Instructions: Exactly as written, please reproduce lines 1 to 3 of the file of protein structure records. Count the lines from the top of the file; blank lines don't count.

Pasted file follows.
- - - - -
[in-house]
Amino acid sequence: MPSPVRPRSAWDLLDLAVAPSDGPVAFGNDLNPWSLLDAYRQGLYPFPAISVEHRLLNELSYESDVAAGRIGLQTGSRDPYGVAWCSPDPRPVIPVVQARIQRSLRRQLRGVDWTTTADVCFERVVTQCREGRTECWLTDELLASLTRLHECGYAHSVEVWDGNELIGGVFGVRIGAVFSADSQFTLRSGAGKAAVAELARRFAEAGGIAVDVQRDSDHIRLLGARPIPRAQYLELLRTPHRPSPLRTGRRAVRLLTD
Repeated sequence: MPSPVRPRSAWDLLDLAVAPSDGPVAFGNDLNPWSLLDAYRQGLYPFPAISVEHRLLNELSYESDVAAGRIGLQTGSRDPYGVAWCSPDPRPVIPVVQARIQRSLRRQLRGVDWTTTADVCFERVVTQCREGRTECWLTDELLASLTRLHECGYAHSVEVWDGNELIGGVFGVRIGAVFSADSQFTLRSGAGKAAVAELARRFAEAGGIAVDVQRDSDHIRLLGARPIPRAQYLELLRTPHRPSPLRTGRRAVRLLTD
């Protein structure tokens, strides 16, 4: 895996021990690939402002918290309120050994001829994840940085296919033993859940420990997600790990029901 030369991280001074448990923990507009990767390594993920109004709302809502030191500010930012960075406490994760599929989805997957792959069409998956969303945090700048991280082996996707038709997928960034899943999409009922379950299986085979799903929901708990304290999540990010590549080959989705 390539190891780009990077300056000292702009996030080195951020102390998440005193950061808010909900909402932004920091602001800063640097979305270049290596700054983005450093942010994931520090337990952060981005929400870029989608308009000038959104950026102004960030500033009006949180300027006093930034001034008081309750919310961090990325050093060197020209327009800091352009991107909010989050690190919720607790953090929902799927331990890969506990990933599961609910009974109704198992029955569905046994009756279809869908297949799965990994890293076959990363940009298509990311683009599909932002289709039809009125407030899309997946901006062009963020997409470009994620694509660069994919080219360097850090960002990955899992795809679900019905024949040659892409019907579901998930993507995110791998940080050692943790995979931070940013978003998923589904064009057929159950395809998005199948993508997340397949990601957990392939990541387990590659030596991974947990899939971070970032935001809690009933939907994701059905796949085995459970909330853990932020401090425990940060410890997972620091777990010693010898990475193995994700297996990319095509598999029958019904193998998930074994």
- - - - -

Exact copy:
[in-house]
Amino acid sequence: MPSPVRPRSAWDLLDLAVAPSDGPVAFGNDLNPWSLLDAYRQGLYPFPAISVEHRLLNELSYESDVAAGRIGLQTGSRDPYGVAWCSPDPRPVIPVVQARIQRSLRRQLRGVDWTTTADVCFERVVTQCREGRTECWLTDELLASLTRLHECGYAHSVEVWDGNELIGGVFGVRIGAVFSADSQFTLRSGAGKAAVAELARRFAEAGGIAVDVQRDSDHIRLLGARPIPRAQYLELLRTPHRPSPLRTGRRAVRLLTD
Repeated sequence: MPSPVRPRSAWDLLDLAVAPSDGPVAFGNDLNPWSLLDAYRQGLYPFPAISVEHRLLNELSYESDVAAGRIGLQTGSRDPYGVAWCSPDPRPVIPVVQARIQRSLRRQLRGVDWTTTADVCFERVVTQCREGRTECWLTDELLASLTRLHECGYAHSVEVWDGNELIGGVFGVRIGAVFSADSQFTLRSGAGKAAVAELARRFAEAGGIAVDVQRDSDHIRLLGARPIPRAQYLELLRTPHRPSPLRTGRRAVRLLTD